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[GreenYes] biosolids for agriculture


We are working on expanding our sewage sludge / green material  composting pilot - you will be pleased to hear that the results of the  tests showed that grade B2 sludge has been "improved" to the final  product classification being A1A, suitable for immediate agricultural   release!
 
This is a great discussion on bio solids to agriculture  in other countries.
Rick
 
 
 
 
 
Hi Gerry and Neil, Yuyun, Gigie, and David

Thanx, appreciate the feedback...

Couple of points :

1) organic farmers are keen to use the material, but I was wondering what
obstacles they will face regarding certification of their farms as organic
2) of course, the heavy metals, etc is a concern - at this stage, we are
using old sludge that is coming out of a sewage works that does not serve
industry, so the contamination looks nice and low - we will of course find
the toxics when we do a trial with sewage that comes from heavily
industrialized inputs..
3) part of my plan (when we see these contaminants) is to use this as a
lever to get local government to get industry to clean up their act, as they
are contaminating what would be a useful resource for local food production,
so there is some method in my madness...
4) and yes, there has been discussion on the "peak phosphorous" issue here
too - one of the reasons to divert urine to agriculture too yes?
5) and where the toxic load is problematic, I was wondering if the work I
did years ago on bio-remediation (of course, removal at source will be what
we push for) may not apply here? i.e. the use of reeds, etc to take up the
heavy metals etc, and then get the relevant industry to take it back as
hazardous waste...

The various A1A, B2 etc are local classifications used by our governmenr
depts. To classify sewage - I shareall your concerns, but in a food deproved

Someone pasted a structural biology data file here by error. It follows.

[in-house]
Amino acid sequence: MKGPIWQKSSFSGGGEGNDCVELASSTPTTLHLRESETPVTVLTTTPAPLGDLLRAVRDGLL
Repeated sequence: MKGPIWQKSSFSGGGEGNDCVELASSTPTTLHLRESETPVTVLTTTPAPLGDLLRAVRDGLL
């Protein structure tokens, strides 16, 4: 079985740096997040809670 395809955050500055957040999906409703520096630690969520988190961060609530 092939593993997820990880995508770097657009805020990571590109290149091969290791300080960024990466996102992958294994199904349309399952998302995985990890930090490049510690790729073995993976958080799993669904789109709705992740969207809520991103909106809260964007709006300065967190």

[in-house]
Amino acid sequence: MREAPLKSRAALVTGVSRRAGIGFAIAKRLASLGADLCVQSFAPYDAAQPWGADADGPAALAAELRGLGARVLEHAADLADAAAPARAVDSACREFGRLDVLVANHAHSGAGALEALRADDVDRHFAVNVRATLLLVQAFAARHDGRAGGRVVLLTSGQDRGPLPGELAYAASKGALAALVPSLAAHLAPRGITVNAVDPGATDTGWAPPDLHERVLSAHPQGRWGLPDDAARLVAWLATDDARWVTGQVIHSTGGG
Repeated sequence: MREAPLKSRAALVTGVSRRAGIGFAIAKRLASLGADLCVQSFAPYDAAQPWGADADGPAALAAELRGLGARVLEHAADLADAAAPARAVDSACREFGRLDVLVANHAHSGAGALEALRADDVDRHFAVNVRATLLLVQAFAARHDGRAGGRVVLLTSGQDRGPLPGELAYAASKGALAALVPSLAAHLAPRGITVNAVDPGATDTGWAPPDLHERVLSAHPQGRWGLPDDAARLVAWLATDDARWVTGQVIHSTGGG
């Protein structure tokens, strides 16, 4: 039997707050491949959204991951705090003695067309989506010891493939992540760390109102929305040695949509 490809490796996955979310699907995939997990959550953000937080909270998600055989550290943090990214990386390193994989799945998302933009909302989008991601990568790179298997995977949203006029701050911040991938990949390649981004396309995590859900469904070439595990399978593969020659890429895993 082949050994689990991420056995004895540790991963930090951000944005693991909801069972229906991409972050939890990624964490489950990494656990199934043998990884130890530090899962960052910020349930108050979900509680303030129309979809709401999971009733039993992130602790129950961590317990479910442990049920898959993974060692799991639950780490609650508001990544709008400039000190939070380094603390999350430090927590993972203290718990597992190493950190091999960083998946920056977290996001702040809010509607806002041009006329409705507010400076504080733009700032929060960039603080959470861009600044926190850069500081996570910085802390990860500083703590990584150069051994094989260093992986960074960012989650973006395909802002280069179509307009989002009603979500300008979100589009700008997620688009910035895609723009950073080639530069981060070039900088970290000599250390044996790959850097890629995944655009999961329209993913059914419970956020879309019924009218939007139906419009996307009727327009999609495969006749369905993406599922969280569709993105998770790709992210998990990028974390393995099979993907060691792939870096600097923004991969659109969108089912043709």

world, where do we draw the line?

And is the case in many countries, the rich have wasteful flush toilets, and
the poor are being "given" urine diversion and pit toilets... and there are
cultural barriers to the urine diversion option, besides the fact that it is
a less dignified solution... my personal favourite? Decentralized
biodigestion of super low flush grey water fed toilets!!

Thoughts?

Kind regards and hugs

Muna

-----Original Message-----
From: Gillespie Gerry [mailto:Gerry.Gillespie@no.address]
Sent: 16 August 2008 03:37
To: neil@no.address; muna@no.address
Cc: gaia-members@no.address; zwia@no.address
Subject: RE: [ZWIA] Re: compost made from sewage sludge and green material -
certification issues

Dear all,

There are many successful sewage sludge compost operations in Australia.

All the sewage sludge from Sydney is directly applied to farm land. I
would much rather see the product composted first as it will
dramatically reduce much of the contamination from organochlorins and a
vast array of the other products we ingest in support of the drug
manufacturers.

In the process that Muna is suggesting the dissipative process of
combining the higher nutrient loading with the carbon base of green
waste will greatly reduce any residual contaminant.

Also keep in mind that the concerns regarding road run off may not even
be there unless your stormwater is directly connected to your sewage
system. If this is the case it would be a very unusual system for waste
water management.

Also in street sweeping compost trails conducted in Australia and New
Zealand many years ago one of the worst contaminants was lead - this has
now gone due to the change in lead free petrol - although it may have
been replaced by something even worse from catalytic converters.

Having said that, the reuse of sewage sludge and compost products in